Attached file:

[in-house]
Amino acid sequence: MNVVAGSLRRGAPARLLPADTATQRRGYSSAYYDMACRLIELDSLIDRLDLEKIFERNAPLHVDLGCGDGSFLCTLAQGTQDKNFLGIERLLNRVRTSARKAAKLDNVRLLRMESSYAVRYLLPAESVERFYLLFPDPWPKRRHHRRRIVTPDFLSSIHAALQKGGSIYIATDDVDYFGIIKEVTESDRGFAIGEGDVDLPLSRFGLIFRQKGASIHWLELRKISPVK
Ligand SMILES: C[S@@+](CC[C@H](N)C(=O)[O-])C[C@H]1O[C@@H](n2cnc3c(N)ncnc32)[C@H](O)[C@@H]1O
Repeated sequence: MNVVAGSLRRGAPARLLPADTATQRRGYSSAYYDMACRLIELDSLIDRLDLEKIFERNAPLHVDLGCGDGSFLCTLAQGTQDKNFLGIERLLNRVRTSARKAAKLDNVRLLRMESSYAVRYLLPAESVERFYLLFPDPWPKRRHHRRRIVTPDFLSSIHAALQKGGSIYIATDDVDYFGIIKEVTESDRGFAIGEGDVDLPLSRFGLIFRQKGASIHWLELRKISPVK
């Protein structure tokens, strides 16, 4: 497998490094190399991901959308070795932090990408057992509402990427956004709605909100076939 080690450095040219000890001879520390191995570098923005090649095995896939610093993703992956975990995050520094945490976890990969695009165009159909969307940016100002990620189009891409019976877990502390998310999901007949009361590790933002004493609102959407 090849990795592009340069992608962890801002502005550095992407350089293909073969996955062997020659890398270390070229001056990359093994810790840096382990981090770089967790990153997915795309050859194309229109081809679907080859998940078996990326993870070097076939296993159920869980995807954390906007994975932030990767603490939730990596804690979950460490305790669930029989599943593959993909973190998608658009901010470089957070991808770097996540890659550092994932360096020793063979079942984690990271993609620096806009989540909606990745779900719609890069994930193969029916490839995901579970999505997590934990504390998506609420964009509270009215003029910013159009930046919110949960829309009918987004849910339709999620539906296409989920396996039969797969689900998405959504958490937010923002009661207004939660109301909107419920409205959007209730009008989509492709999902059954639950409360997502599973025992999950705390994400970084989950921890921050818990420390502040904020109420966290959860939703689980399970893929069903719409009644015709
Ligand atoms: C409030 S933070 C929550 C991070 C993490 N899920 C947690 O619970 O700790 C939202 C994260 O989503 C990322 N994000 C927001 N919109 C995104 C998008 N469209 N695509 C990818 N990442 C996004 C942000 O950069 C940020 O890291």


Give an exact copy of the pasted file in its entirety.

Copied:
[in-house]
Amino acid sequence: MNVVAGSLRRGAPARLLPADTATQRRGYSSAYYDMACRLIELDSLIDRLDLEKIFERNAPLHVDLGCGDGSFLCTLAQGTQDKNFLGIERLLNRVRTSARKAAKLDNVRLLRMESSYAVRYLLPAESVERFYLLFPDPWPKRRHHRRRIVTPDFLSSIHAALQKGGSIYIATDDVDYFGIIKEVTESDRGFAIGEGDVDLPLSRFGLIFRQKGASIHWLELRKISPVK
Ligand SMILES: C[S@@+](CC[C@H](N)C(=O)[O-])C[C@H]1O[C@@H](n2cnc3c(N)ncnc32)[C@H](O)[C@@H]1O
Repeated sequence: MNVVAGSLRRGAPARLLPADTATQRRGYSSAYYDMACRLIELDSLIDRLDLEKIFERNAPLHVDLGCGDGSFLCTLAQGTQDKNFLGIERLLNRVRTSARKAAKLDNVRLLRMESSYAVRYLLPAESVERFYLLFPDPWPKRRHHRRRIVTPDFLSSIHAALQKGGSIYIATDDVDYFGIIKEVTESDRGFAIGEGDVDLPLSRFGLIFRQKGASIHWLELRKISPVK
């Protein structure tokens, strides 16, 4: 497998490094190399991901959308070795932090990408057992509402990427956004709605909100076939 080690450095040219000890001879520390191995570098923005090649095995896939610093993703992956975990995050520094945490976890990969695009165009159909969307940016100002990620189009891409019976877990502390998310999901007949009361590790933002004493609102959407 090849990795592009340069992608962890801002502005550095992407350089293909073969996955062997020659890398270390070229001056990359093994810790840096382990981090770089967790990153997915795309050859194309229109081809679907080859998940078996990326993870070097076939296993159920869980995807954390906007994975932030990767603490939730990596804690979950460490305790669930029989599943593959993909973190998608658009901010470089957070991808770097996540890659550092994932360096020793063979079942984690990271993609620096806009989540909606990745779900719609890069994930193969029916490839995901579970999505997590934990504390998506609420964009509270009215003029910013159009930046919110949960829309009918987004849910339709999620539906296409989920396996039969797969689900998405959504958490937010923002009661207004939660109301909107419920409205959007209730009008989509492709999902059954639950409360997502599973025992999950705390994400970084989950921890921050818990420390502040904020109420966290959860939703689980399970893929069903719409009644015709
Ligand atoms: C409030 S933070 C929550 C991070 C993490 N899920 C947690 O619970 O700790 C939202 C994260 O989503 C990322 N994000 C927001 N919109 C995104 C998008 N469209 N695509 C990818 N990442 C996004 C942000 O950069 C940020 O890291």